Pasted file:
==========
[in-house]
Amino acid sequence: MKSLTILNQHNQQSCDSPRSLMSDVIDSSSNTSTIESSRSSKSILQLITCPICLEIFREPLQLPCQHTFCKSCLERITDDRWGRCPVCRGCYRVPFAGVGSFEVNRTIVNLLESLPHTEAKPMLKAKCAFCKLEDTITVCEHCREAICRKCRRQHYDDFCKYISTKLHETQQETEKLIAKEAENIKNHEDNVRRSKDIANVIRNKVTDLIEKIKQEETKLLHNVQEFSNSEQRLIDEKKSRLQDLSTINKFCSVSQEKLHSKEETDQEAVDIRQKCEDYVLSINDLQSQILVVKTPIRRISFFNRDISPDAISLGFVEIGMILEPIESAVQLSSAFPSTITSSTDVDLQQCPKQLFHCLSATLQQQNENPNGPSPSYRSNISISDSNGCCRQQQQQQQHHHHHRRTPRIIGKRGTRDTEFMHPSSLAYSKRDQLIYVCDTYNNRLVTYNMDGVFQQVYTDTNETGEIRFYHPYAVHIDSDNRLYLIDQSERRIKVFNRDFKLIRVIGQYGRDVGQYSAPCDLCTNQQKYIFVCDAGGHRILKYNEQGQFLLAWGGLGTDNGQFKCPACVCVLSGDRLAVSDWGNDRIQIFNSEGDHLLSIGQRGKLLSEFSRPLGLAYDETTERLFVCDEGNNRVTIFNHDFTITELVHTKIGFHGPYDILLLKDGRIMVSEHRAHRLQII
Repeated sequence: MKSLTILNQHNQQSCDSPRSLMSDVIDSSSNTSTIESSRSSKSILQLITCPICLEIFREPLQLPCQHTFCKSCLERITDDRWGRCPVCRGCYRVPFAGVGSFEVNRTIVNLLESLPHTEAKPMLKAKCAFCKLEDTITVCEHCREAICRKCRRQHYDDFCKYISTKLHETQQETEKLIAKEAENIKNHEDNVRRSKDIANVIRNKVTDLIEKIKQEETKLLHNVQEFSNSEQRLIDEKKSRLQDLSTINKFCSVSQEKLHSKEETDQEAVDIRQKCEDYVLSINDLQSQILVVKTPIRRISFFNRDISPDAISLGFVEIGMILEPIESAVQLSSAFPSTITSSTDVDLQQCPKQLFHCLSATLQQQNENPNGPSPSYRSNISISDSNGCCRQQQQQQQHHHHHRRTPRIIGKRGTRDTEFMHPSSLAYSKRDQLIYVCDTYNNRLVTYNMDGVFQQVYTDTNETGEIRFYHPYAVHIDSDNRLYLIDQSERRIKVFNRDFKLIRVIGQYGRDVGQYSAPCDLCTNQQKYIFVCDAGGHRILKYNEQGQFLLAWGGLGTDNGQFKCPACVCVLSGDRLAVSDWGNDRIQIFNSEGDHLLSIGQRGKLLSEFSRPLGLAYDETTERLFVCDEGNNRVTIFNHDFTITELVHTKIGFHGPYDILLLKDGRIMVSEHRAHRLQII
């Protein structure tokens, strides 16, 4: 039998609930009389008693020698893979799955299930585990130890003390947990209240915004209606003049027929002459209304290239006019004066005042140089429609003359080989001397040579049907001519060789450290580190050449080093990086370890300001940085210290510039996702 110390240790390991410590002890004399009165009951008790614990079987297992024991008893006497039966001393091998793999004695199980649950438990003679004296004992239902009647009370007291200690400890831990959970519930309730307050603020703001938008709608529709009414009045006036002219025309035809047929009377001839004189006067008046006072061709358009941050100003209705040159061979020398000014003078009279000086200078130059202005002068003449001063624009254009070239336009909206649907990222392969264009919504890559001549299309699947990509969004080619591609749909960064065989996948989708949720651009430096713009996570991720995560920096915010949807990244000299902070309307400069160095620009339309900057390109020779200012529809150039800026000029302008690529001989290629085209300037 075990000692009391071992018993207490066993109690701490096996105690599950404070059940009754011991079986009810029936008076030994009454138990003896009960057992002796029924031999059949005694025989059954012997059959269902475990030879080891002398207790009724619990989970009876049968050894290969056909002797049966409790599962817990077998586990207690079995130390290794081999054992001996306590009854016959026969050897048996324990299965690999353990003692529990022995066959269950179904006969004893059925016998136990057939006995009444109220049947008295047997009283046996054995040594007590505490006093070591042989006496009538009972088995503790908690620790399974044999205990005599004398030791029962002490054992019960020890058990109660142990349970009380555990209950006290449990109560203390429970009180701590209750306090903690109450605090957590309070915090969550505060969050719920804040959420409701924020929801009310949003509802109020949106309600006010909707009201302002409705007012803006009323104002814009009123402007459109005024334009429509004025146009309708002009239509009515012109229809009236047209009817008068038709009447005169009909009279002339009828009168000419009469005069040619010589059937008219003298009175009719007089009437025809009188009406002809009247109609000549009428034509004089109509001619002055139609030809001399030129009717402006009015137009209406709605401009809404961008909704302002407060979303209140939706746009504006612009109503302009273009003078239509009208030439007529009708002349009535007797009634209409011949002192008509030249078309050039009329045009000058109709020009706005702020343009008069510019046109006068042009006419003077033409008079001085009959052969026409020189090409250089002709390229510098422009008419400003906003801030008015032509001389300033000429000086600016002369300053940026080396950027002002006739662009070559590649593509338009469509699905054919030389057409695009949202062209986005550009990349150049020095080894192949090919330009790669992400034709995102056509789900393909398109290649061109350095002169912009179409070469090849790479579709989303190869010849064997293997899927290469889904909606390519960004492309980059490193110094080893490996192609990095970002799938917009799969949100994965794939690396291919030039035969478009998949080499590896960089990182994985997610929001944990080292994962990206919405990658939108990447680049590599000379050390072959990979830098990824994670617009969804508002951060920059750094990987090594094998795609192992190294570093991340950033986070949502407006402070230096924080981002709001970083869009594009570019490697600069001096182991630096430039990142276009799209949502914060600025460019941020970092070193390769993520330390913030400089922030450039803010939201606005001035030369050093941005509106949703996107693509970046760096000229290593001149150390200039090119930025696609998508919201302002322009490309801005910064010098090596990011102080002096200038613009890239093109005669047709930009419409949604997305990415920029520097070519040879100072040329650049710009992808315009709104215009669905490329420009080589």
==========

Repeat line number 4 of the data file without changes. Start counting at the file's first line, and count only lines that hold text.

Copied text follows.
């Protein structure tokens, strides 16, 4: 039998609930009389008693020698893979799955299930585990130890003390947990209240915004209606003049027929002459209304290239006019004066005042140089429609003359080989001397040579049907001519060789450290580190050449080093990086370890300001940085210290510039996702 110390240790390991410590002890004399009165009951008790614990079987297992024991008893006497039966001393091998793999004695199980649950438990003679004296004992239902009647009370007291200690400890831990959970519930309730307050603020703001938008709608529709009414009045006036002219025309035809047929009377001839004189006067008046006072061709358009941050100003209705040159061979020398000014003078009279000086200078130059202005002068003449001063624009254009070239336009909206649907990222392969264009919504890559001549299309699947990509969004080619591609749909960064065989996948989708949720651009430096713009996570991720995560920096915010949807990244000299902070309307400069160095620009339309900057390109020779200012529809150039800026000029302008690529001989290629085209300037 075990000692009391071992018993207490066993109690701490096996105690599950404070059940009754011991079986009810029936008076030994009454138990003896009960057992002796029924031999059949005694025989059954012997059959269902475990030879080891002398207790009724619990989970009876049968050894290969056909002797049966409790599962817990077998586990207690079995130390290794081999054992001996306590009854016959026969050897048996324990299965690999353990003692529990022995066959269950179904006969004893059925016998136990057939006995009444109220049947008295047997009283046996054995040594007590505490006093070591042989006496009538009972088995503790908690620790399974044999205990005599004398030791029962002490054992019960020890058990109660142990349970009380555990209950006290449990109560203390429970009180701590209750306090903690109450605090957590309070915090969550505060969050719920804040959420409701924020929801009310949003509802109020949106309600006010909707009201302002409705007012803006009323104002814009009123402007459109005024334009429509004025146009309708002009239509009515012109229809009236047209009817008068038709009447005169009909009279002339009828009168000419009469005069040619010589059937008219003298009175009719007089009437025809009188009406002809009247109609000549009428034509004089109509001619002055139609030809001399030129009717402006009015137009209406709605401009809404961008909704302002407060979303209140939706746009504006612009109503302009273009003078239509009208030439007529009708002349009535007797009634209409011949002192008509030249078309050039009329045009000058109709020009706005702020343009008069510019046109006068042009006419003077033409008079001085009959052969026409020189090409250089002709390229510098422009008419400003906003801030008015032509001389300033000429000086600016002369300053940026080396950027002002006739662009070559590649593509338009469509699905054919030389057409695009949202062209986005550009990349150049020095080894192949090919330009790669992400034709995102056509789900393909398109290649061109350095002169912009179409070469090849790479579709989303190869010849064997293997899927290469889904909606390519960004492309980059490193110094080893490996192609990095970002799938917009799969949100994965794939690396291919030039035969478009998949080499590896960089990182994985997610929001944990080292994962990206919405990658939108990447680049590599000379050390072959990979830098990824994670617009969804508002951060920059750094990987090594094998795609192992190294570093991340950033986070949502407006402070230096924080981002709001970083869009594009570019490697600069001096182991630096430039990142276009799209949502914060600025460019941020970092070193390769993520330390913030400089922030450039803010939201606005001035030369050093941005509106949703996107693509970046760096000229290593001149150390200039090119930025696609998508919201302002322009490309801005910064010098090596990011102080002096200038613009890239093109005669047709930009419409949604997305990415920029520097070519040879100072040329650049710009992808315009709104215009669905490329420009080589």